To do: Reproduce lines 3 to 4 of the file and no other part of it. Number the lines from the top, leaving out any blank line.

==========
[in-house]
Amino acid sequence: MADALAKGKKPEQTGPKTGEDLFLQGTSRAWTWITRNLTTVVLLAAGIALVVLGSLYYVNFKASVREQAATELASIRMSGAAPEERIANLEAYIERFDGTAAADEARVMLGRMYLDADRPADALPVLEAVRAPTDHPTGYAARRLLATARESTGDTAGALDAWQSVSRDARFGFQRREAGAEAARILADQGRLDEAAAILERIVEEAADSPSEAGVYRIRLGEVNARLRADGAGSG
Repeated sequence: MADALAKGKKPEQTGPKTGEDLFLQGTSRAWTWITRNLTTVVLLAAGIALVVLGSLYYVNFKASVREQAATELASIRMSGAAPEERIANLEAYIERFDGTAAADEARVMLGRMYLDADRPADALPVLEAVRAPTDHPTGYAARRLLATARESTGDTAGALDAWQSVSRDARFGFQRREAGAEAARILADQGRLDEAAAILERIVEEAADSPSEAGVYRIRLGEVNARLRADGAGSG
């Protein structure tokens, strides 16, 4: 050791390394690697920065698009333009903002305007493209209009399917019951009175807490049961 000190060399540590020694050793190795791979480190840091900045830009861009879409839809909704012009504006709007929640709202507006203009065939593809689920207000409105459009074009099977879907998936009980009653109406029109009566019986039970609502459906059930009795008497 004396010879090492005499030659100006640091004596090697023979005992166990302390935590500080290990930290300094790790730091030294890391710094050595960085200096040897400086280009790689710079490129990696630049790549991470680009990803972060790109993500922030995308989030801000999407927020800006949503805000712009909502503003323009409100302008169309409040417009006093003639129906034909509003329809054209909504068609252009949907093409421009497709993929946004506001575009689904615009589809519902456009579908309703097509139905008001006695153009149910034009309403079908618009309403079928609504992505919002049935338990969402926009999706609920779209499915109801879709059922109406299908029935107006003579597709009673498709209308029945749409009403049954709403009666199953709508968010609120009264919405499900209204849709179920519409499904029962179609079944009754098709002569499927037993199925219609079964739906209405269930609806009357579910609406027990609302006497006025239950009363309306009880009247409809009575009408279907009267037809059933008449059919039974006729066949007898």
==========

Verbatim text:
Repeated sequence: MADALAKGKKPEQTGPKTGEDLFLQGTSRAWTWITRNLTTVVLLAAGIALVVLGSLYYVNFKASVREQAATELASIRMSGAAPEERIANLEAYIERFDGTAAADEARVMLGRMYLDADRPADALPVLEAVRAPTDHPTGYAARRLLATARESTGDTAGALDAWQSVSRDARFGFQRREAGAEAARILADQGRLDEAAAILERIVEEAADSPSEAGVYRIRLGEVNARLRADGAGSG
């Protein structure tokens, strides 16, 4: 050791390394690697920065698009333009903002305007493209209009399917019951009175807490049961 000190060399540590020694050793190795791979480190840091900045830009861009879409839809909704012009504006709007929640709202507006203009065939593809689920207000409105459009074009099977879907998936009980009653109406029109009566019986039970609502459906059930009795008497 004396010879090492005499030659100006640091004596090697023979005992166990302390935590500080290990930290300094790790730091030294890391710094050595960085200096040897400086280009790689710079490129990696630049790549991470680009990803972060790109993500922030995308989030801000999407927020800006949503805000712009909502503003323009409100302008169309409040417009006093003639129906034909509003329809054209909504068609252009949907093409421009497709993929946004506001575009689904615009589809519902456009579908309703097509139905008001006695153009149910034009309403079908618009309403079928609504992505919002049935338990969402926009999706609920779209499915109801879709059922109406299908029935107006003579597709009673498709209308029945749409009403049954709403009666199953709508968010609120009264919405499900209204849709179920519409499904029962179609079944009754098709002569499927037993199925219609079964739906209405269930609806009357579910609406027990609302006497006025239950009363309306009880009247409809009575009408279907009267037809059933008449059919039974006729066949007898």